Monday, 21 May 2018

GDPR: your privacy and the right to be informed.

The law is changing from the 25th May 2018 and in response I have updated the information on my website and will be adding a section to my consultation sheet.

These are the key points:

All your information is confidential and kept securely. All my records are paper ones and are not stored on a computer. The information that we collect is used to ensure that you have a safe and effective treatment.

I will not share your information with anyone else except at your request, for instance if you have decided to see a physiotherapist and wish me to brief them on the treatment you have received from me. I will not share your contact details with anyone else.

I will not contact you without your permission. If I do contact you after receiving your permission it will be with regard to your appointment booking, for instance if we need to change or confirm the time, or to give you information that you have requested such as exercises or contact details for other practitioners or organisations.

You have the right to request to view and alter your information.

I have a responsibility to keep your information for seven years after your last treatment. After that it will either be destroyed or archived.

Wednesday, 9 May 2018

Balancing training with recovery

I keep coming back to this because I think it is something we often find difficult: how much is too much? Should I rest or keep going? Here are some key questions to ask yourself, courtesy of The Running Physio website:

- Are you often feeling tired during the day?
- Are you noticing mood changes, low concentration levels or feeling stressed frequently?
- Are you sleeping for at least 6-8 hours; do you feel rested when you get up?
- Do you have a weekly rest day?
- Do you schedule in extra rest days, maybe even a rest week, after events or when increasing your training? 

It is fine to feel tired as long as you are recovering; for instance after a heavy session you should be recovered after a few days, longer if it was a major challenge such as your first marathon! If you are always feeling tired then this needs to be addressed.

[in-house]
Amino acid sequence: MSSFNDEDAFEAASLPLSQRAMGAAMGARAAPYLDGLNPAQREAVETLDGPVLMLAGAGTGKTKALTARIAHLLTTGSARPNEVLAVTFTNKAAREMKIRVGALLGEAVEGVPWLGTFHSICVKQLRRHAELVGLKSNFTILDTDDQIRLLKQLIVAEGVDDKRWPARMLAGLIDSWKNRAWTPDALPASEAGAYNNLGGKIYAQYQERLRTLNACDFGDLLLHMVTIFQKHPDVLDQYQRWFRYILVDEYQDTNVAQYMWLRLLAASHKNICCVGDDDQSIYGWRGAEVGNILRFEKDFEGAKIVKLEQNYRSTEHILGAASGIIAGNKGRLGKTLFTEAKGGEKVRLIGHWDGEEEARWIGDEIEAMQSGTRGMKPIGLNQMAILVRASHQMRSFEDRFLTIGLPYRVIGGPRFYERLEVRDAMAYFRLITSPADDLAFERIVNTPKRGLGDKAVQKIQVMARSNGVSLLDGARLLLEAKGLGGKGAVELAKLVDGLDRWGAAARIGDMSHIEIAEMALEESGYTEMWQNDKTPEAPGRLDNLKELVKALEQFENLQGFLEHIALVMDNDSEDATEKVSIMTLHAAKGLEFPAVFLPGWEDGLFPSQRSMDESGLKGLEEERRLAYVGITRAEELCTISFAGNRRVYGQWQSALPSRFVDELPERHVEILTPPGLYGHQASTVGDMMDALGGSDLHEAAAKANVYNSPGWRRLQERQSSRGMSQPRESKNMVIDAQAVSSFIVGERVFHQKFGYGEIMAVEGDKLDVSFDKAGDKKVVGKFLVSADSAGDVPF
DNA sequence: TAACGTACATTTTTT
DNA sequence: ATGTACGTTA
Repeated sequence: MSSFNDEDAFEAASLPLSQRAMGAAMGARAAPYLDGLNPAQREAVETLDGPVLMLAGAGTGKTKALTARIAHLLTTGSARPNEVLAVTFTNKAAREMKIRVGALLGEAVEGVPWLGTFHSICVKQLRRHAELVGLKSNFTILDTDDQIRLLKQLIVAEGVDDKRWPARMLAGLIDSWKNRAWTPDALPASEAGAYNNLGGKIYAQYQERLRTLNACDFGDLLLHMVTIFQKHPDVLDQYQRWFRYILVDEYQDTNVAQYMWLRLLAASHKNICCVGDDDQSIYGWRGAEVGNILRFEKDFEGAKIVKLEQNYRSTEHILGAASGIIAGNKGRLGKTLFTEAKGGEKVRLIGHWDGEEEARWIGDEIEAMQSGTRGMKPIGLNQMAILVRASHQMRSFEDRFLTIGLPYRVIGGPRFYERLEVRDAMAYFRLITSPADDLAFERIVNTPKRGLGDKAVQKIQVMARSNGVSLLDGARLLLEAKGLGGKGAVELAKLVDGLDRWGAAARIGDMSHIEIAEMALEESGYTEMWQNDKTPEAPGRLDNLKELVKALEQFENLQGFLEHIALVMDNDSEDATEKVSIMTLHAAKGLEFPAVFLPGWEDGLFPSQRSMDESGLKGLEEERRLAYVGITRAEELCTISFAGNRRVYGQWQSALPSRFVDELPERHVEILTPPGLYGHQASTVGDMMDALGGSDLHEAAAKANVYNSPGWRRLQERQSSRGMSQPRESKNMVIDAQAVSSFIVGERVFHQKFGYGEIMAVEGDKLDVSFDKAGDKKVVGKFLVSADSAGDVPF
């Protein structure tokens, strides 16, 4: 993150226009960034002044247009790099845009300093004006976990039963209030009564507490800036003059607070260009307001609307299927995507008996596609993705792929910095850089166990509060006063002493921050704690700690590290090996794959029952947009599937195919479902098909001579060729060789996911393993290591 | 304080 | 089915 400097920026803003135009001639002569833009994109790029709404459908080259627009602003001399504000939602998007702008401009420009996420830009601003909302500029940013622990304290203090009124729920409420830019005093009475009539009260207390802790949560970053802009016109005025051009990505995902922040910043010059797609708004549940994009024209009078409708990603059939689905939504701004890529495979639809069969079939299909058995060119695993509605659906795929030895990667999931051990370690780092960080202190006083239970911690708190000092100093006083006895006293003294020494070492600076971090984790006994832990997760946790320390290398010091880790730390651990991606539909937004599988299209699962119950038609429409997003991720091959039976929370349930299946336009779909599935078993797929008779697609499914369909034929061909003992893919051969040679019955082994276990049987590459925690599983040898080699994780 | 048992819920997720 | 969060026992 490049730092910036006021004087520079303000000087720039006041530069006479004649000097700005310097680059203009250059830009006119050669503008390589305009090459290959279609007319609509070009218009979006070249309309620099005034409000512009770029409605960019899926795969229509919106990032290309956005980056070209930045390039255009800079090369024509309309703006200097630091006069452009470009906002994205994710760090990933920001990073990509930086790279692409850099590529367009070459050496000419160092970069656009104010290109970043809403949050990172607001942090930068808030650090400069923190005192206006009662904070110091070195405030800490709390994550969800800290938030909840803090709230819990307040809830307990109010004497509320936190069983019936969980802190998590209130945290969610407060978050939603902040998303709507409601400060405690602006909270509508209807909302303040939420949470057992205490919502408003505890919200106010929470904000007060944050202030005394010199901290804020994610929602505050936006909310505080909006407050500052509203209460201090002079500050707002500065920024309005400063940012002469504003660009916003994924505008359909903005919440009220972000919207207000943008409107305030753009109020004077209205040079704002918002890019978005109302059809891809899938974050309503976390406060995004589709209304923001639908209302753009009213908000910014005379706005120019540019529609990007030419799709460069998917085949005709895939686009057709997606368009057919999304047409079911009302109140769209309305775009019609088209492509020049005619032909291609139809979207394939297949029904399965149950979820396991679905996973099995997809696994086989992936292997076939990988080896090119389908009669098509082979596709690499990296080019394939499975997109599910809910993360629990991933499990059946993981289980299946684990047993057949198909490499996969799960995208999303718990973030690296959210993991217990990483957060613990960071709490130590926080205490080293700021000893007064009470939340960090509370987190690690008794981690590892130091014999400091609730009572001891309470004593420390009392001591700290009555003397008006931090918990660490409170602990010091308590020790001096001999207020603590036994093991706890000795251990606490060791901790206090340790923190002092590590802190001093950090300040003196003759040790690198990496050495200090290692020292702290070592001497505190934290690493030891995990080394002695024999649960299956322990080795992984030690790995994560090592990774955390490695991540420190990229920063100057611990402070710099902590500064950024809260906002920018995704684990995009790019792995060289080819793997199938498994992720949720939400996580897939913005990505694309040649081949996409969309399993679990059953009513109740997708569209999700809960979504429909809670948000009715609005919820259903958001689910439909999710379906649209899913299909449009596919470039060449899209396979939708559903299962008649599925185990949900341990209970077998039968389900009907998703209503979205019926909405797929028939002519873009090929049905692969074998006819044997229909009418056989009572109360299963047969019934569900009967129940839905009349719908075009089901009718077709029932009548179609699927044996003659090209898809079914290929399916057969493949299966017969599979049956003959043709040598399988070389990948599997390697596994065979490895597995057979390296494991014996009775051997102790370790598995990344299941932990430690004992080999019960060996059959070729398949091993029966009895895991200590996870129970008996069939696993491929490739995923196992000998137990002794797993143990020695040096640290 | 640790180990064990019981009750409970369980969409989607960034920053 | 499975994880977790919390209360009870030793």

It is worth keeping a training diary together with space to note how you are feeling and how long it took you to recover from your session. You can also note factors such as a bad night's sleep, feeling under the weather, stress at work or home, a heavy meal or big changes in weather conditions. You could even note down what you eat and drink each day. This may help you to notice any factors affecting your performance and recovery so you can make adjustments. If you are unfortunate enough to develop an injury this diary may help you to identify possible causes such as a rapid increase in training intensity and so help with both appropriate treatment and avoiding a repeat occurrence.

Likewise when we have a niggling injury: how much is it bothering you as you exercise - mild discomfort that eases quickly with with no negative after effects, or pain you have to work hard to ignore and hits you again later that day or even a day or two later? Is it a niggle that you feel is improving as you continue training, or is it staying the same or even getting worse? The general advice is to find a level to train at that is comfortable for your body.